Tara Nanayakkara

It’s all About Passion

What's your passion? Mine is cooking. I am not a trained chef. The closest to a cooking class I have ever come to is watching YouTube videos on my tablet as I hold it at eye level so I can follow all the steps. Before that, it was me, up close and personal with the TV screen whenever the cooking shows were aired. Okay, I'm going to date myself and reflect back on shows like The Galloping Gourmet and Wok with Yen.  At that time I was more fascinated with the concept of cooking great meals rather than assuming that they would magically materialize with the flick of the wrist and the twist of a lid.

By the time I was in my twenties and actually attempting to learn how to cook, I realized it wasn't as simple as they portray it on TV. Yet somehow with the help of a food processor, blender and spice grinder I learned a very important fact about myself. My personal passion comes from preparing comfort foods from different cultures for family and friends. Give me an excuse to bake a cake and I will make one. Cooking competitions and catering for crowds has never been on my to-do list and never will be because that would simply suck the joy out of what I love to do,- doing it for those I love.

It's all about personal passion.

Last week's blog post, Model Citizen made reference to two wonderful photographers who requested me to model for the CODNL and the Overcast photo contest. Although both took pictures of me that they were pleased with, Carol Kean, one of the photographers I worked with wanted to do a few retakes. For her, it was more about her passion in taking perfectly appointed photos than the winning itself.  You can sense when people love what they're doing. She told me that she was excited over getting to work on her pictures.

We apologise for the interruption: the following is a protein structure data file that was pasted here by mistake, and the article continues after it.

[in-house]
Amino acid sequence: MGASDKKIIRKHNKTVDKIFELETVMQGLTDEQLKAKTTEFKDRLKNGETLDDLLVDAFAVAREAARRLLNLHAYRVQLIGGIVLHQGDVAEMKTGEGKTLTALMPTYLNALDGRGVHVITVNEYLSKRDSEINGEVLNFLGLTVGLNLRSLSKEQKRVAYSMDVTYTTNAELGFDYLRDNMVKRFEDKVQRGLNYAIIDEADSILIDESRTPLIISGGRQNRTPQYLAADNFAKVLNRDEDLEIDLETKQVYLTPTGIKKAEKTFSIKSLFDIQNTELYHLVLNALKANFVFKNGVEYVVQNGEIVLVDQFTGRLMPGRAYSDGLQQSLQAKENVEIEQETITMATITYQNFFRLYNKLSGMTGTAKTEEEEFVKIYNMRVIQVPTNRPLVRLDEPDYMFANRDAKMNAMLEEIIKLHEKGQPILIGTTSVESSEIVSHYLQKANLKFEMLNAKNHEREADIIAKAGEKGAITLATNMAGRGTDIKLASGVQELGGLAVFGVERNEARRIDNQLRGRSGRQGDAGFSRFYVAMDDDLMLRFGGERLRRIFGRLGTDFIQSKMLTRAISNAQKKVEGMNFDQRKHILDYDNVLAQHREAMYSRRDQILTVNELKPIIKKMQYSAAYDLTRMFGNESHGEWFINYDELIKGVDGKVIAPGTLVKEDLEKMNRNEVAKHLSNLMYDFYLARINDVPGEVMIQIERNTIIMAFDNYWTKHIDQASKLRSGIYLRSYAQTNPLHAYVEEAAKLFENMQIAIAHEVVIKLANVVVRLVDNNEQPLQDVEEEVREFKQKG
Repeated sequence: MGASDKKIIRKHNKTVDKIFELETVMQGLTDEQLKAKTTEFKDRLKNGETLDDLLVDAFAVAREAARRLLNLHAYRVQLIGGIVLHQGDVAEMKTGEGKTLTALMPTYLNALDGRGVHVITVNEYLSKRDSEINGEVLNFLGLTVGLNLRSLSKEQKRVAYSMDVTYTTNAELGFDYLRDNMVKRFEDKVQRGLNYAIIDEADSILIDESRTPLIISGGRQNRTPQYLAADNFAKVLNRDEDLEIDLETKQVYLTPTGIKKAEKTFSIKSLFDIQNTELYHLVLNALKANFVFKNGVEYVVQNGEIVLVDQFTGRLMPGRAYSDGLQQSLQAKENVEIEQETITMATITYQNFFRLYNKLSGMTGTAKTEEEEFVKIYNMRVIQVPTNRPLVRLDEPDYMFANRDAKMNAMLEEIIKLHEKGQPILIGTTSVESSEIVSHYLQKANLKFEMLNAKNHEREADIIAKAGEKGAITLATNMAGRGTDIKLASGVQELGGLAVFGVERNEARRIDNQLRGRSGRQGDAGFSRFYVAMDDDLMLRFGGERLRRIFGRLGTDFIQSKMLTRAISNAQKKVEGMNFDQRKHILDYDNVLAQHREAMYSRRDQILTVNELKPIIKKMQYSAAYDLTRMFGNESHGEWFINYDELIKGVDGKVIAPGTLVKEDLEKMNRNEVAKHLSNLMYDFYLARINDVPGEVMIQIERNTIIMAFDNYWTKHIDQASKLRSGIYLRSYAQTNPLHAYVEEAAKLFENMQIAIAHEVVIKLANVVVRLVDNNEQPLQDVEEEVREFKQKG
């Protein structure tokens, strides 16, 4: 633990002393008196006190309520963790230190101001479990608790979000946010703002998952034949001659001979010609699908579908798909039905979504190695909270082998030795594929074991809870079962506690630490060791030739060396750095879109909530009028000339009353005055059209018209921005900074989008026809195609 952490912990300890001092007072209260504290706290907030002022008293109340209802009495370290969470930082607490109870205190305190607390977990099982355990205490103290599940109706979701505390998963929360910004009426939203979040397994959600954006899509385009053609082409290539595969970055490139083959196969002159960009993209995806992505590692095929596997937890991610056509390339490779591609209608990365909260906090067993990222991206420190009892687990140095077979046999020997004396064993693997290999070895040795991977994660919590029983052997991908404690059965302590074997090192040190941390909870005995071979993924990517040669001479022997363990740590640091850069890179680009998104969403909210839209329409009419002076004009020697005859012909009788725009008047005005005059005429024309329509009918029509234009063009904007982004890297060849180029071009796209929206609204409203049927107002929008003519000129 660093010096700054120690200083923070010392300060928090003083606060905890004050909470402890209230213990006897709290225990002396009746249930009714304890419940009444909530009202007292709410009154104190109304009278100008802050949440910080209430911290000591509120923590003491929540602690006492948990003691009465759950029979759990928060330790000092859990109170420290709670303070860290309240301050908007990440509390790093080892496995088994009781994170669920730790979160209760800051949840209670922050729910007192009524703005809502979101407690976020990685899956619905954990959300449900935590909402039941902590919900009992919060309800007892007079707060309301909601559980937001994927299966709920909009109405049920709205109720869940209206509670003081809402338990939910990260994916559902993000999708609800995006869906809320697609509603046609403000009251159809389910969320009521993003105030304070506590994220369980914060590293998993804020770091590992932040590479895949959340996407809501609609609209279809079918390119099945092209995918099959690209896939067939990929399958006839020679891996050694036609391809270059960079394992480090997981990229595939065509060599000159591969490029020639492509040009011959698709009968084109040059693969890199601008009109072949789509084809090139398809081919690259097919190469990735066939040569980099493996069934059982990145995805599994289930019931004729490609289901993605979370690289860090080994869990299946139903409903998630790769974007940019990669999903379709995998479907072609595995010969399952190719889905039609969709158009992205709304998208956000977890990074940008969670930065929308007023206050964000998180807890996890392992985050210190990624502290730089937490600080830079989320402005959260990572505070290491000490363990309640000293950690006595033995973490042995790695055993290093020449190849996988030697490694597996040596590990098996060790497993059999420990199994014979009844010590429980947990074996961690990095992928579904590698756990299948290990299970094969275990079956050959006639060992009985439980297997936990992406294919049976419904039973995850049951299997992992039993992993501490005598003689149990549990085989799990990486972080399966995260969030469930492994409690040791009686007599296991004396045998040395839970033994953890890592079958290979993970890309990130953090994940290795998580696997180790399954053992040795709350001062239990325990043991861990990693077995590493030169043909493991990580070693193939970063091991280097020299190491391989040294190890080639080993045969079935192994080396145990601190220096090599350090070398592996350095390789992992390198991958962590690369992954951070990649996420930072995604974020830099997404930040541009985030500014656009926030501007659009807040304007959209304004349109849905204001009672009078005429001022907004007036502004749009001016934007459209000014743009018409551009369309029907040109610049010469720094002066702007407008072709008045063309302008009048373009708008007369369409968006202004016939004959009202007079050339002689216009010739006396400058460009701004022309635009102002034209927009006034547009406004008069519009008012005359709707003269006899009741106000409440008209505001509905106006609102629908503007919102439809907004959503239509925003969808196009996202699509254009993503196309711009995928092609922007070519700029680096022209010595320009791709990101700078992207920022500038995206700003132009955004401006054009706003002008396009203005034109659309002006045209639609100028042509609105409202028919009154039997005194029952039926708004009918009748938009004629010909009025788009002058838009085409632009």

This passion brings to mind a segment that aired on Canada AM last week. It featured a man who literally takes photos of one snow flake at a time, using a homemade black mitten as the backdrop for his art. He spends hours capturing the snow flakes on his camera lens, all from specific vantage points and then spends hours in his dark room doing whatever photographers do to get the right angle and the perfect affect that will showcase that one object that they are trying to highlight. Personally I don't know how they do it. It must involve patience and be a labour of love.

It must be their passion.

What is your passion?